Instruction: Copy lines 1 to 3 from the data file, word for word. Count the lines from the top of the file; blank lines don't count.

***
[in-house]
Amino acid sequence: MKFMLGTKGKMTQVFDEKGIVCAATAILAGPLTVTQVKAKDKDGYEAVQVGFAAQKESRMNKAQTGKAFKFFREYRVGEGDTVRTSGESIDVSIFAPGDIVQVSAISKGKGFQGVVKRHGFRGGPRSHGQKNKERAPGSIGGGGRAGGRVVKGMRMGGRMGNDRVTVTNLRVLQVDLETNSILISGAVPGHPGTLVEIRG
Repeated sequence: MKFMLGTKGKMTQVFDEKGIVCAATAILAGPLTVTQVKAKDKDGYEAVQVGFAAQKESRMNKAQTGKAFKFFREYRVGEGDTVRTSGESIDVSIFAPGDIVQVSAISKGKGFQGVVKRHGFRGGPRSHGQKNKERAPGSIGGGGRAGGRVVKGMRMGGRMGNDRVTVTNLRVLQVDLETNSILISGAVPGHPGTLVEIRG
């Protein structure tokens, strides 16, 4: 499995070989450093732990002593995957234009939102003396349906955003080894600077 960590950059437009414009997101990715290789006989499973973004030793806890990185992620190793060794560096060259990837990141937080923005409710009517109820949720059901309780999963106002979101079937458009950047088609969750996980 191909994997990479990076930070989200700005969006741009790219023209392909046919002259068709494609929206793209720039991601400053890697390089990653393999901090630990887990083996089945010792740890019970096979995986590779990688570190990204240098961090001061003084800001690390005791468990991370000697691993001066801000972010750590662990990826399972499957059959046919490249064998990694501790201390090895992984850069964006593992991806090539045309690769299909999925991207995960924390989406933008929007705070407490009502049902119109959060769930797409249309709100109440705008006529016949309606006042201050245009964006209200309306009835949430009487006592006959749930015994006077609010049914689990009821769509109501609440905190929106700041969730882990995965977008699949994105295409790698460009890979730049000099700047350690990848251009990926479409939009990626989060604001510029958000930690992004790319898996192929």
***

[in-house]
Amino acid sequence: MKFMLGTKGKMTQVFDEKGIVCAATAILAGPLTVTQVKAKDKDGYEAVQVGFAAQKESRMNKAQTGKAFKFFREYRVGEGDTVRTSGESIDVSIFAPGDIVQVSAISKGKGFQGVVKRHGFRGGPRSHGQKNKERAPGSIGGGGRAGGRVVKGMRMGGRMGNDRVTVTNLRVLQVDLETNSILISGAVPGHPGTLVEIRG
Repeated sequence: MKFMLGTKGKMTQVFDEKGIVCAATAILAGPLTVTQVKAKDKDGYEAVQVGFAAQKESRMNKAQTGKAFKFFREYRVGEGDTVRTSGESIDVSIFAPGDIVQVSAISKGKGFQGVVKRHGFRGGPRSHGQKNKERAPGSIGGGGRAGGRVVKGMRMGGRMGNDRVTVTNLRVLQVDLETNSILISGAVPGHPGTLVEIRG